I had ten days to turn myself into a Parisian tour guide before William came to visit me. Last summer, he intended to travel to France after his internship in London but plans changed and he never made it across the channel.
So, it was my pleasure to show a fresh set of eyes all that France has to offer--fine wines, sidewalk cafés and flower boxes gracing the sides of buildings.
Our overall goal was to pack the most of Paris we could into five days, so together, we sketched out a rough itinerary. That way, we'd always have options, but we were open to switching, changing and rearranging as we went along. The first afternoon went just according to plan.
Caroline's food guide (mentioned here) matches up with lots of Paris by Mouth's recommendations, who led me to our first lunch spot, bread&roses.
I'll admit it might have been a little more up my alley than his, but it was able to afford him true French fare (he got his first quiche) and feel with sidewalk dining.
A boulangerie sits next to the café, so it came as no surprise that their complimentary loaf at the start of lunch was one of the best I've had so far.
And in this city, good cheese is never far from good bread, a principle that inspired me to get the goat cheese toasts.
He had mentioned me he enjoyed the parks in London last summer, so I decided a trip to the Luxembourg gardens would be a good post trans-Atlantic travel activity to shake off the jet lag.
He must have packed a supply of sunshine in his suitcase because just 24 hours before his arrival I was touring Notre Dame for my class in a torrential downpour. Don't be fooled by that grin; I was miz.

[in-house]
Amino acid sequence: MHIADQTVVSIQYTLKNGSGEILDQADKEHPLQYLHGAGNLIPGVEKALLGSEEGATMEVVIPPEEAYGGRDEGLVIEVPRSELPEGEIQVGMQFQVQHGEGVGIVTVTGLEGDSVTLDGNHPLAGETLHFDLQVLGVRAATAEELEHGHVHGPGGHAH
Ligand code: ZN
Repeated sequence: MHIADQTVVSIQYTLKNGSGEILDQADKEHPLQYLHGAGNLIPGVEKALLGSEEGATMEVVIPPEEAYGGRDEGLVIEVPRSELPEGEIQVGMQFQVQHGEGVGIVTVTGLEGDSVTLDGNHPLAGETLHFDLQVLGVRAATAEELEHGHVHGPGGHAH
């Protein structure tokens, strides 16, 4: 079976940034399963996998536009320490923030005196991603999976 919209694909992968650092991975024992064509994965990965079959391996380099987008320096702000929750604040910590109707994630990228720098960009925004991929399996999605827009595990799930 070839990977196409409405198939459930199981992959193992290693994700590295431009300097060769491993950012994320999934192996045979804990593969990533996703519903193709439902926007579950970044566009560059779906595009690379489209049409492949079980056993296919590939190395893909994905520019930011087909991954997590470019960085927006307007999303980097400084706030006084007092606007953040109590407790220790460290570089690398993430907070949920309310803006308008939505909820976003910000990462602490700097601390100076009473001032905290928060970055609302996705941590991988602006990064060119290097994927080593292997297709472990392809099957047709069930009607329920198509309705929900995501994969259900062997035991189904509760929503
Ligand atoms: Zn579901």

Low and behold, upon his arrival, the sun was flirting with the city after being a stranger for most of my stay, making our stroll through the gardens even more gorgeous.
I had never seen these "jardins" myself and we both couldn't blame all the young folk for soaking up the sun with a sketch pad or light read in hand.
Paris is truly one of those places that looks exactly like what you picture. And I love that about it.
We made it just in time to tour the Catacombs, an underground tunnel with roughly 6 million skeletons--the largest in of its kind in the world.
I don't really do haunted houses, and as eerie as this was, I really liked it. We both did.
For me, it was a nice departure from the similar kinds of art and architecture I had seen in churches and museums the first weeks.
Two sights in one afternoon and before we knew it we each had a spoon in hand digging into the quintessential European summer snack--gelato! Paris by Mouth had also listed a beer bar, La Marina, just a block over from his hotel, and we liked it so much we made a second trip by the trip's end. You could call us regulars.
His hotel, Le Littre, being in the lively Saint-Germain-des-Prés made picking a dinner spot in walking distance from our hotel easy, something he understandably suggested after a long day. Italian food has unintentionally become our go-to and it even found us in France for our first night. We spent our first night sharing two pies in Paris from Pizza Chic. I chose the artichoke from the white menu while he picked from the red variety with a classic margherita topped with buffalo mozzarella and devoured both sur la terrace.
I don't have enough fingers and toes to count how many fun Thursday nights we've had in Austin, but this one was hard to top. And it just keeps gettin' better as the weekend went on. I'll steal the words from his mom's mouth: the trip certainly proved to be providential. More soon!